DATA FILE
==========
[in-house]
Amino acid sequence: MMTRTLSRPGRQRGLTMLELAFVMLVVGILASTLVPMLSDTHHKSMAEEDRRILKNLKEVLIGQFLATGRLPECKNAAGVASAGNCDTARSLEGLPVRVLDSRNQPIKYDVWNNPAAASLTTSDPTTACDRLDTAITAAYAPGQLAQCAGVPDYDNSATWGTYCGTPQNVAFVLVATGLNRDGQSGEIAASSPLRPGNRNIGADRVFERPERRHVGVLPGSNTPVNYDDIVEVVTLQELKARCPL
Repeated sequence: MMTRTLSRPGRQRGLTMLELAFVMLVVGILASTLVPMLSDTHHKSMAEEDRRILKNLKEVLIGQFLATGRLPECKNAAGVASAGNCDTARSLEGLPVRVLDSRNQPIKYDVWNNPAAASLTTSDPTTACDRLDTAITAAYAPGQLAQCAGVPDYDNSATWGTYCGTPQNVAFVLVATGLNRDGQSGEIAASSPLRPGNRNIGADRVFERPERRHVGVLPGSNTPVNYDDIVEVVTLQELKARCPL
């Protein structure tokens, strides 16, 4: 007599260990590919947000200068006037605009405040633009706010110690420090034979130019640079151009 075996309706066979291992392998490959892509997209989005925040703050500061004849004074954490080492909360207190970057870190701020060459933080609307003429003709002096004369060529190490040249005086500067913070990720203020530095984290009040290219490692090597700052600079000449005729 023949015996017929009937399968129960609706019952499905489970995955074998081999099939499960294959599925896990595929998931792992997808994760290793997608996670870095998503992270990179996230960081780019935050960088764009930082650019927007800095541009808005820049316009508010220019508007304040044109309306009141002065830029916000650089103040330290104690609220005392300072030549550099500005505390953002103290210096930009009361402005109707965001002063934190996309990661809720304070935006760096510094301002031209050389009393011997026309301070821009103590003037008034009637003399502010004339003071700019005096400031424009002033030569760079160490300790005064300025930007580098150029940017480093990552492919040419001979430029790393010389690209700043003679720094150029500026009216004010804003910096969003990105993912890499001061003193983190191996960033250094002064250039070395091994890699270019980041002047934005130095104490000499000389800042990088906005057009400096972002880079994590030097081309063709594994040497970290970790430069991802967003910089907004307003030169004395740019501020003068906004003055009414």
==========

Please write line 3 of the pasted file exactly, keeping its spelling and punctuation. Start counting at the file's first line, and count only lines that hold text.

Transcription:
Repeated sequence: MMTRTLSRPGRQRGLTMLELAFVMLVVGILASTLVPMLSDTHHKSMAEEDRRILKNLKEVLIGQFLATGRLPECKNAAGVASAGNCDTARSLEGLPVRVLDSRNQPIKYDVWNNPAAASLTTSDPTTACDRLDTAITAAYAPGQLAQCAGVPDYDNSATWGTYCGTPQNVAFVLVATGLNRDGQSGEIAASSPLRPGNRNIGADRVFERPERRHVGVLPGSNTPVNYDDIVEVVTLQELKARCPL